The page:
Students or Athletes or Unpaid Workers?

 
And so March Madness begins with the very important people, the selection committee sending student-athletes all over the country in the next week with the best possible matchups in mind for television purposes. It’s all about money, the NCAA Men’s College Basketball Tournament is the engine that brings billions into college sports and the students-athletes earn their money this time of year as the road to the Final Four and Houston is ahead and the championship game. This is a fun time of year so the people doing sports talk radio tell you, the talking heads delivering sports news on TV tell you along with newspaper sports writers and bloggers as well as the NCAA corporate sponsors through television commercials. In fact, people will be working less on Thursday and Friday and streaming the Internet watching games between colleges that some watching might not even know exist featuring players that the viewers don’t know. But there is that betting angle, the brackets and filling out brackets and throwing a few dollars down for the fun of it.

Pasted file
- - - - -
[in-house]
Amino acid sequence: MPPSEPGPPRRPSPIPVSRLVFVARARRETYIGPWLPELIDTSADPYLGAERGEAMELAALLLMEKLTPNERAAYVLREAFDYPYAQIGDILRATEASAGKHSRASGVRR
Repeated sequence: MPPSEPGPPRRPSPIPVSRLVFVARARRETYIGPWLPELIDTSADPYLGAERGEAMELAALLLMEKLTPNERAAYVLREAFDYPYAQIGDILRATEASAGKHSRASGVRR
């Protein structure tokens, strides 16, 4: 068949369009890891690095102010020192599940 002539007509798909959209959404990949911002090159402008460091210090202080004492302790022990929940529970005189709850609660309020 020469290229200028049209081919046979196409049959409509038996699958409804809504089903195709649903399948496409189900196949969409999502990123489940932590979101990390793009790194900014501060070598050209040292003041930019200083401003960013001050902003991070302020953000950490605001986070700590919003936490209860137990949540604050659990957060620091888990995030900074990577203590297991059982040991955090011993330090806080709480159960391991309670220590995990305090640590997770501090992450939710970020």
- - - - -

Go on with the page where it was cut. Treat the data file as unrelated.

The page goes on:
So for the fun of it, let’s pose some questions. Aren’t the players students first and athletes second? If that is the case with college conference tournaments over the past week and with not only the NCAA going but the NIT as well, just when will these students go to class and will they go to class this week. After all, they are students first. Secondly, compensation. Since the real stars of the show, the players don’t get paid why not others forego paychecks such as coaches, assistant coaches, referees, athletic directors and the people in the Ivy tower. Everyone attached to the college basketball industry is getting paid but the students who are missing class for the tournament aren’t. Oh they get a scholarship but it doesn’t seem that the colleges look at the players as students, just people who can bring in money.
 
Republished with permission, Evan Weiner for the Politics of Sports Business.
 

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